by Steve Klabnik and Carol Nichols, with contributions from the Rust Community. Welcome to The Rust Programming Language book! This version of the text. Foreword. The second edition of the book is no longer distributed with Rust's . Introduction. Note: This edition of the book is the same as The Rust.
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Foreword. The edition of the book is no longer distributed with Rust's. Affectionately nicknamed “the book,” The Rust Programming Language will give you an overview of the language from first principles. You'll build a few projects. The Rust Programming Language. Contribute to rust-lang/book development by creating an account on GitHub.
The output will be in the book subdirectory.
To check it out, open it in your web browser. We'd love your help! We'd love help translating the book!
See the Translations label to join in efforts that are currently in progress. Open a new issue to start working on a new language! We're waiting on mdbook support for multiple languages before we merge any in, but feel free to start!
We're using Graphviz for some of the diagrams in the book. The source for those files live in the dot directory. In the generated SVG, remove the width and the height attributes from the svg element and set the viewBox attribute to 0. To scan source files for spelling errors, you can use the spellcheck. It needs a dictionary of valid words, which is provided in dictionary.
If the script produces a false positive say, you used word BTreeMap which the script considers invalid , you need to add this word to dictionary. Skip to content.
Dismiss Join GitHub today GitHub is home to over 36 million developers working together to host and review code, manage projects, and build software together. Sign up. The Rust Programming Language https: Find File. Download ZIP. Sign in Sign up. Launching GitHub Desktop Go back. Launching Xcode The Rust language hopes to support many other users as well; those mentioned here are merely some of the biggest stakeholders.
Give Rust a try and see if its choices work for you.
Later chapters build on concepts in earlier chapters, and earlier chapters might not delve into details on a topic; we typically revisit the topic in a later chapter. Chapters 2, 12, and 20 are project chapters; the rest are concept chapters.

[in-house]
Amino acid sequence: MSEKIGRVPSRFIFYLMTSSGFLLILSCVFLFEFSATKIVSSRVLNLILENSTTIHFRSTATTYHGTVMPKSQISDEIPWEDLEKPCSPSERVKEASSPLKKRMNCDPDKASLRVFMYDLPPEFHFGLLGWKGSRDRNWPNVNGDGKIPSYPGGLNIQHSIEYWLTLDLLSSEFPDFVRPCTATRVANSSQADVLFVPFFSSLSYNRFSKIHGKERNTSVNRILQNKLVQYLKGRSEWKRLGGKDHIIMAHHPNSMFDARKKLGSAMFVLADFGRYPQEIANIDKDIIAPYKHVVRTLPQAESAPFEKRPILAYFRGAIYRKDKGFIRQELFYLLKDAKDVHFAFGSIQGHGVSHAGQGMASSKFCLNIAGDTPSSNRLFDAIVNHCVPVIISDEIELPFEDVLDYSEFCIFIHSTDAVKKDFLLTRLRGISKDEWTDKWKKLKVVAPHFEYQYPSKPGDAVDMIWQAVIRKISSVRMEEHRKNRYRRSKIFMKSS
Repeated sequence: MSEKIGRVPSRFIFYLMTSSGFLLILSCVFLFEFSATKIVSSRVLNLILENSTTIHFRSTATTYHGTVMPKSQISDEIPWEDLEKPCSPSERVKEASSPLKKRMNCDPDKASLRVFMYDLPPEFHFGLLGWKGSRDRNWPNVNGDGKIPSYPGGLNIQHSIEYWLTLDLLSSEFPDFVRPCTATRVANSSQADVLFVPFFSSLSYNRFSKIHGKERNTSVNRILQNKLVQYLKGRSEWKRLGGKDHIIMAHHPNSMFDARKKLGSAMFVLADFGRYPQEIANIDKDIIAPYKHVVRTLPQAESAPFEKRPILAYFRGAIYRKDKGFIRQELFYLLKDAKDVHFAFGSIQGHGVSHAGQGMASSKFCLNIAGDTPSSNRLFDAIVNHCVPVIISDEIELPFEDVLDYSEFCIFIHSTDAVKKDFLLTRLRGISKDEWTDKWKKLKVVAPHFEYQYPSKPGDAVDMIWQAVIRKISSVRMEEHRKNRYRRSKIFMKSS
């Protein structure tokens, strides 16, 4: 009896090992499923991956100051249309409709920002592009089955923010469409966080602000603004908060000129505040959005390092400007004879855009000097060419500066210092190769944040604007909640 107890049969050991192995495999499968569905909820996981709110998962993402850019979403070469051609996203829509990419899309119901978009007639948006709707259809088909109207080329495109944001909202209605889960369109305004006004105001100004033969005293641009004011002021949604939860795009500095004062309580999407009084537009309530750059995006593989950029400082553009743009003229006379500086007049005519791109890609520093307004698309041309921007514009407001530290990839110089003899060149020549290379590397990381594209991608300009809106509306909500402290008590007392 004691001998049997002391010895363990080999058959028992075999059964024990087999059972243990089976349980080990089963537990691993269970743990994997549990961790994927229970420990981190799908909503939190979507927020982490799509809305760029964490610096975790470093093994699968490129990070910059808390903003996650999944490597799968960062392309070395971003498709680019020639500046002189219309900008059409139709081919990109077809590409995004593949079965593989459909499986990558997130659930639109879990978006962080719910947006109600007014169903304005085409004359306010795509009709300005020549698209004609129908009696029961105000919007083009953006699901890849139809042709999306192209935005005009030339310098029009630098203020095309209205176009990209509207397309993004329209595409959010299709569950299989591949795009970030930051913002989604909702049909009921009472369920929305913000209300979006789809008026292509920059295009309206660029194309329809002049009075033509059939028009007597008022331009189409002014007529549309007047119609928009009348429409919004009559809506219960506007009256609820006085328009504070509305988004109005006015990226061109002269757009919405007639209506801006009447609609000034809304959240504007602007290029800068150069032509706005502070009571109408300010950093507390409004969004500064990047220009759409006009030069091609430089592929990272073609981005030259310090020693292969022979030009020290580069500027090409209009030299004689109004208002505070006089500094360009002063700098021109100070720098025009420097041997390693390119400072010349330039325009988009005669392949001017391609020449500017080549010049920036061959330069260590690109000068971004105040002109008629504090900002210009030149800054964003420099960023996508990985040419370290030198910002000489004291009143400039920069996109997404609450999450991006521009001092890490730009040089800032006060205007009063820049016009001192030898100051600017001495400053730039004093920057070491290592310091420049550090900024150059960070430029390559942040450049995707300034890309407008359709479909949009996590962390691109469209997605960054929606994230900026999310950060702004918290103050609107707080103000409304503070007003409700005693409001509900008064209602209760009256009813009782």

Chapter 1 explains how to install Rust, how to write a Hello, world! Chapter 2 is a hands-on introduction to the Rust language. Here we cover concepts at a high level, and later chapters will provide additional detail. If you want to get your hands dirty right away, Chapter 2 is the place for that. Chapter 5 discusses structs and methods, and Chapter 6 covers enums, match expressions, and the if let control flow construct.
Chapter 8 discusses some common collection data structures that the standard library provides, such as vectors, strings, and hash maps.
Chapter 10 digs into generics, traits, and lifetimes, which give you the power to define code that applies to multiple types. Chapter 13 explores closures and iterators: Chapter 15 discusses smart pointers that the standard library provides and the traits that enable their functionality.
Chapter 17 looks at how Rust idioms compare to object-oriented programming principles you might be familiar with. Chapter 18 is a reference on patterns and pattern matching, which are powerful ways of expressing ideas throughout Rust programs. Chapter 19 contains a smorgasbord of advanced topics of interest, including unsafe Rust, macros, and more about lifetimes, traits, types, functions, and closures.
Finally, some appendixes contain useful information about the language in a more reference-like format.
There is no wrong way to read this book: You might have to jump back to earlier chapters if you experience any confusion.
Yes but it's really just not finished, as in only about half of it is actually written.
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